Academic journal article Twentieth Century Literature

"The Shadow of a Past Time": History and Graphic Representation in Maus

Academic journal article Twentieth Century Literature

"The Shadow of a Past Time": History and Graphic Representation in Maus

Article excerpt

  Because I grew up with parents who were always ready to see the world
  grid crumble, and when it started feeling that that was happening here
  and now, it wasn't a total surprise.... I think the one thing I really
  learned from my father was how to pack a suitcase. You know? It was
  the one thing he wanted to make sure I understood, like how to use
  every available centimeter to get as much stuff packed into a small
  space as possible. The ice might be thinner than one would like to
  think.
  --Art Spiegelman (qtd. in D'Arcy 3)

In In the Shadow of No Towers, his most recent book of comic strips, Art Spiegelman draws connections between his experience of 9/11 and his survivor parents' experience of World War II, suggesting that the horrors of the Holocaust do not feel far removed from his present-day experience in the twenty-first century. (1) "The killer apes learned nothing from the twin towers of Auschwitz and Hiroshima," Spiegelman writes; 9/11 is the "same old deadly business as usual" (n. pag.). Produced serially, Spiegelman's No Towers comic strips were too politically incendiary to find wide release in the United States; they were largely published abroad and in New York's weekly Jewish newspaper the Forward. In the Shadow of No Towers powerfully asserts that "the shadow of a past time [interweaves] with a present time," to use Spiegelman's own description of his Pulitzer-prize winning two-volume work Maus: A Survivor's Tale (Spiegelman qtd. in Silverblatt 35). In one telling panel there the bodies of four Jewish girls hanged in World War II dangle from trees in the Catskills as the Spiegel-mans drive to the supermarket in 1979 (figure 1). (2)

[FIGURE 1 OMITTED]

The persistence of the past in Maus, of course, does figure prominently in analyses of the text's overall representational strategies. We see this, for instance, in Dominick LaCapra's reading of the book's "thematic mode of carnivalization" (175), Andreas Huyssen's theorizing of Adornean mimesis in Maus, and Alan Rosen's study of Vladek Spiegelman's broken English. (3) Most readings of how Maus represents history approach the issue in terms of ongoing debates about Holocaust representation, in the context of postmodernism, or in relation to theories of traumatic memory. But such readings do not pay much attention to Maus's narrative form: (4) the specificities of reading graphically, of taking individual pages as crucial units of comics grammar. The form of Maus, however, is essential to how it represents history. Indeed, Maus's contribution to thinking about the "crisis in representation," I will argue, is precisely in how it proposes that the medium of comics can approach and express serious, even devastating, histories. (5)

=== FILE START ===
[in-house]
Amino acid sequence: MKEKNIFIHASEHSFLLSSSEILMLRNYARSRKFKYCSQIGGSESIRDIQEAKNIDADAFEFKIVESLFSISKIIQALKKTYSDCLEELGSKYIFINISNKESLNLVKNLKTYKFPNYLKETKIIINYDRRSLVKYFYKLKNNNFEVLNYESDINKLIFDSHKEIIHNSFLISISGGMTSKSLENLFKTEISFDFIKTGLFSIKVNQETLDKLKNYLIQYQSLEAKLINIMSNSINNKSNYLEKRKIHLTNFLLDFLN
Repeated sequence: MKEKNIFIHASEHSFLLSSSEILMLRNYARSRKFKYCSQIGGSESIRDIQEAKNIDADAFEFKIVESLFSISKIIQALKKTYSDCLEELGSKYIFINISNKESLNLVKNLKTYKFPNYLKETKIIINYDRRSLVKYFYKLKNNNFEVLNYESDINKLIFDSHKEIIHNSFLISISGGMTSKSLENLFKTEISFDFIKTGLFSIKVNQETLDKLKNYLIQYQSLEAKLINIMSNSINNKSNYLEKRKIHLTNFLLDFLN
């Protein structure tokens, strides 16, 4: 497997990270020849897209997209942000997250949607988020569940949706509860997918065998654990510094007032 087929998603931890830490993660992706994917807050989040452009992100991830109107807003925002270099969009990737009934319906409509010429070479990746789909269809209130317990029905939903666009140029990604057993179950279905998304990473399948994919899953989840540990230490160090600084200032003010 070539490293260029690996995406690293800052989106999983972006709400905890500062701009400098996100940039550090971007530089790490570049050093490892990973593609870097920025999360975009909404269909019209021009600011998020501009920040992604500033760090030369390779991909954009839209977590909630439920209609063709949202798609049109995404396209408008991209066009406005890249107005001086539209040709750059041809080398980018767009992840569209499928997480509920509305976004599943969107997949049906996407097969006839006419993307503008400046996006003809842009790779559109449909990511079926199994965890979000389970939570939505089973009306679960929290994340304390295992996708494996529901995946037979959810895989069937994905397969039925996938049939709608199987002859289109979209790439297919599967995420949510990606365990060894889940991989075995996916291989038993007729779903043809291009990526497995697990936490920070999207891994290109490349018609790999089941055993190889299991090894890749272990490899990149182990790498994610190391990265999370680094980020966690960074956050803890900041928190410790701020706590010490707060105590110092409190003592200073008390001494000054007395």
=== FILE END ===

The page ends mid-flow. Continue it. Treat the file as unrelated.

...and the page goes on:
"I'm literally giving a form to my father's words and narrative," Spiegelman observes about Maus, "and that form for me has to do with panel size, panel rhythms, and visual structures of the page" (Interview with Gary Groth 105, emphasis in original). As I hope to show, to claim that comics makes language, ideas, and concepts "literal" is to call attention to how the medium can make the twisting lines of history readable through form.

When critics of Maus do examine questions of form, they often focus on the cultural connotations of comics rather than on the form's aesthetic capabilities--its innovations with space and temporality. (6) Paul Buhle, for instance, claims, "More than a few readers have described [Maus] as the most compelling of any [Holocaust] depiction, perhaps because only the caricatured quality of comic art is equal to the seeming unreality of an experience beyond all reason" (16). Where Michael Rothberg contends, "By situating a nonfictional story in a highly mediated, unreal, 'comic' space, Spiegelman captures the hyperintensity of Auschwitz" (206), Stephen Tabachnick suggests that Maus may work "because it depicts what was all too real, however unbelievable, in a tightly controlled and brutally stark manner. …

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